Edward Chancellor, the very well-respected British financial journalist, recently penned a little paper called “China’s Red Flags” in which he argues China shows all the classic signs of a bubble economy. Chancellor has written several books which focus on market speculation and crashes, so the temptation is to respond that he has "man-with-a-hammer" syndrome: to the man with a hammer, every problem tends to look pretty much like a nail. I am not alarmed by Chancellor’s thinking, and I think he makes some good points. But my response is that no country’s growth path is perfect, and there is more than enough to like in China right now.
One reason to like China is that a long-term bet on China is also a bet on the competence of the Chinese government in handling its economic affairs. It is doubtful that in even the worst possible scenario, it would mis-manage the Chinese economy so badly that it could reach a state of crisis as bad as the the recent American economy. One major advantage to the autocratic Chinese system is that it does not have the liabilities of the messy, uncoordinated (and poorly regulated) American system. Chinese authorities can step in and change lending policies whenever they want, since there is no need for a democratic consensus. The government is sophisticated enough, and Chinese economists are not bogged down by ridiculous free market economic theories like Western economists are.
Still, in a country the size of China, there are bound to be some mini-bubbles. Perceptive North Americans living in China like Shaun Rein can fill in the details here. And China naysayers like Jim Chanos can probably make a lot of money with savvy shorts on certain Chinese equities. But the big picture is that without question, China will grow at a tremendous rate in the years ahead. That is a very simple macro view, and you may as well make some money based upon its truth.
Jim Rogers, Warren Buffett and Charlie Munger all agree that China is possibly the best bet of the current century. Rogers (whom I would call a “meat and potatoes” investor) is a self-proclaimed lousy market-timer, so his strategy would be to buy and hold Chinese equities. This is good advice for those of us without the resources to buy large chunks of superb Chinese companies like BYD (OTCPK:BYDDY) at cheap prices, which is what Buffett and Munger did. I plan to follow Rogers' advice and hold my Chinese equities for many years.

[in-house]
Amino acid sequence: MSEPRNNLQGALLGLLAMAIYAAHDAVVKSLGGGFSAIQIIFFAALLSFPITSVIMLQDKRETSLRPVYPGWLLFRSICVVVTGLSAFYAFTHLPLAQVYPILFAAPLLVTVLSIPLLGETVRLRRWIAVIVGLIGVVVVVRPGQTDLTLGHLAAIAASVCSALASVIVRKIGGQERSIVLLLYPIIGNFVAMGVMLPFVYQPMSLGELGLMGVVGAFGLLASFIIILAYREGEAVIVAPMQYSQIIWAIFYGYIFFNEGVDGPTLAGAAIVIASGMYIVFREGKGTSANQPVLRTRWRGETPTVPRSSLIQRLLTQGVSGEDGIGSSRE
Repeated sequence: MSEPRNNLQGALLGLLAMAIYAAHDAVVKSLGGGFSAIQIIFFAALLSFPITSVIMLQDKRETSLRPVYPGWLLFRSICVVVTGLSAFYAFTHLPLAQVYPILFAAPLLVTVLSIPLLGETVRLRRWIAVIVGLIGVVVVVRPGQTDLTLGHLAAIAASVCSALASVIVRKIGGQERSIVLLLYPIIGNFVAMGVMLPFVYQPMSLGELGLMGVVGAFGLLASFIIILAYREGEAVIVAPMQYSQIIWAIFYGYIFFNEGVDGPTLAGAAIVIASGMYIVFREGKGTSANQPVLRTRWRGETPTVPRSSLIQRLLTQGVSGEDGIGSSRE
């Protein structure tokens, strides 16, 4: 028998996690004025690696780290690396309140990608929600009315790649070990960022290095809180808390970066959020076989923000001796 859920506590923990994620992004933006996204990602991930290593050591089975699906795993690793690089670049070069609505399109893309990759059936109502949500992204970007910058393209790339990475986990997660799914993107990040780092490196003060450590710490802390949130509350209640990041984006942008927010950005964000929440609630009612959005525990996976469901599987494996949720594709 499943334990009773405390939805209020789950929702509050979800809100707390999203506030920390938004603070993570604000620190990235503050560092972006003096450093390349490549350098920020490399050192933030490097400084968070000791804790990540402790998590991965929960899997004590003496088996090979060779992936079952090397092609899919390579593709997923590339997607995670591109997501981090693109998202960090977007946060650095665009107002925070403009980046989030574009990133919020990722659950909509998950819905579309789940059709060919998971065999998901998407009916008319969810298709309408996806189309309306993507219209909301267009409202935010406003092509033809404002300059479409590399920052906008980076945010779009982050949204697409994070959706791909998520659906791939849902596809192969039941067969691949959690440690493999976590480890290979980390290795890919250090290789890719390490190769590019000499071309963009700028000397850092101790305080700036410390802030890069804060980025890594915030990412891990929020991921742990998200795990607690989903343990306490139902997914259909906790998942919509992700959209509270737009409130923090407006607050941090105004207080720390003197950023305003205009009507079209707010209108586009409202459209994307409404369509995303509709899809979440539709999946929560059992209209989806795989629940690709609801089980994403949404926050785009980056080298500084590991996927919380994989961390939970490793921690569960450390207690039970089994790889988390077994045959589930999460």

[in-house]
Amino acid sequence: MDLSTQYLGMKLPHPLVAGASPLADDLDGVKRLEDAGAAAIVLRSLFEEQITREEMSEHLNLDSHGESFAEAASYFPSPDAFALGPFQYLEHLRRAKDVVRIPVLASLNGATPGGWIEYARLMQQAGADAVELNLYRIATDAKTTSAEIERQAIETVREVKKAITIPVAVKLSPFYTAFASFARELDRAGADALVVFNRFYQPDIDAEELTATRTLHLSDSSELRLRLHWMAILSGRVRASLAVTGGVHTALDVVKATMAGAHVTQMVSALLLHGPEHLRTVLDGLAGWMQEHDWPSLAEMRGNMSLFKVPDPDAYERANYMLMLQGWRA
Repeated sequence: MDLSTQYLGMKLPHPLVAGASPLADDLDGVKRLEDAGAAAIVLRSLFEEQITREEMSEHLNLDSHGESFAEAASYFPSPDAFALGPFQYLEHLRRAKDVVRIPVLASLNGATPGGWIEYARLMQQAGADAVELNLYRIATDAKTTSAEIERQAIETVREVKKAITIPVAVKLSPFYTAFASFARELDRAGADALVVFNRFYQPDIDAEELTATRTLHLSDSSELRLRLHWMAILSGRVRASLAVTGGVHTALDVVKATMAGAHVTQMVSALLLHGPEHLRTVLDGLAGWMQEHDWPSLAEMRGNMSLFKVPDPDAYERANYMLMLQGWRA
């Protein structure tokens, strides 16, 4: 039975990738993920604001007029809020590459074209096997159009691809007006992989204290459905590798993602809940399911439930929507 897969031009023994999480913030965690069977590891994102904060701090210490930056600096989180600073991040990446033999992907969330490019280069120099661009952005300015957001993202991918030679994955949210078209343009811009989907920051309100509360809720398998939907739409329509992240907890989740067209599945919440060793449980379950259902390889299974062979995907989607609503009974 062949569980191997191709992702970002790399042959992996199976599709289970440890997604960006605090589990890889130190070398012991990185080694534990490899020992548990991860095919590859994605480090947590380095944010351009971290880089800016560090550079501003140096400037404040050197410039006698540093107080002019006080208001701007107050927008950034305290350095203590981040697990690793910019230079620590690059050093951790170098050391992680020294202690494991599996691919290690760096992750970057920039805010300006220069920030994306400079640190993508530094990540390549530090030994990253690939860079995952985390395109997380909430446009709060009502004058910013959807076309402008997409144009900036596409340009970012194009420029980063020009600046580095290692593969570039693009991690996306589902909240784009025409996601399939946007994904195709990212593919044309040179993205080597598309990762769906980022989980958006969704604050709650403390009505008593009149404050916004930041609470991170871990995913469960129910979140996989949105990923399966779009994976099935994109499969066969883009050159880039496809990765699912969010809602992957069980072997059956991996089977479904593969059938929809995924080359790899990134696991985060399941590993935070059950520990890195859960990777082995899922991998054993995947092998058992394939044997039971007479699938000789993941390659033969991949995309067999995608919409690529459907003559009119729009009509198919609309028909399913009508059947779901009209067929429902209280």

One nice pick for China investors is HAO, a small-cap ETF with a relatively reasonable expense ratio of 0.70%. Growing Chinese small-caps should be able to take advantage of economies of scale and the immense size of the Chinese consumer market. Since the Chinese market rebound in early 2009, HAO has handily beaten the Shanghai index by almost two-fold.
Another long-term macro trend is the enormous growth in demand for commodities. This demand stems from population growth and increasing wealth in developing countries like China and India. It is a very simple story, and the bet is just that commodity supply cannot keep pace with demand. Again, Jim Rogers made this call nearly 15 years ago when he started the Rogers International Commodity Index (RICI). Since its inception in 1998, it has killed the S&P. During 2008 to 2009 it saw a massive drawdown from nearly 6000 to under 2500, but even with its comeback the past year, this simply means it is a good time to buy.
Taking a look at the Rogers Index chart here, one sees a classic demand-driven secular bull market, which contrasts nicely with the S&P. They move up and down at the same time, but the overall trend favors the commodity index by a mile. And that’s the power of long-term global macro demand shifts right there.
Disclosure: Long HAO.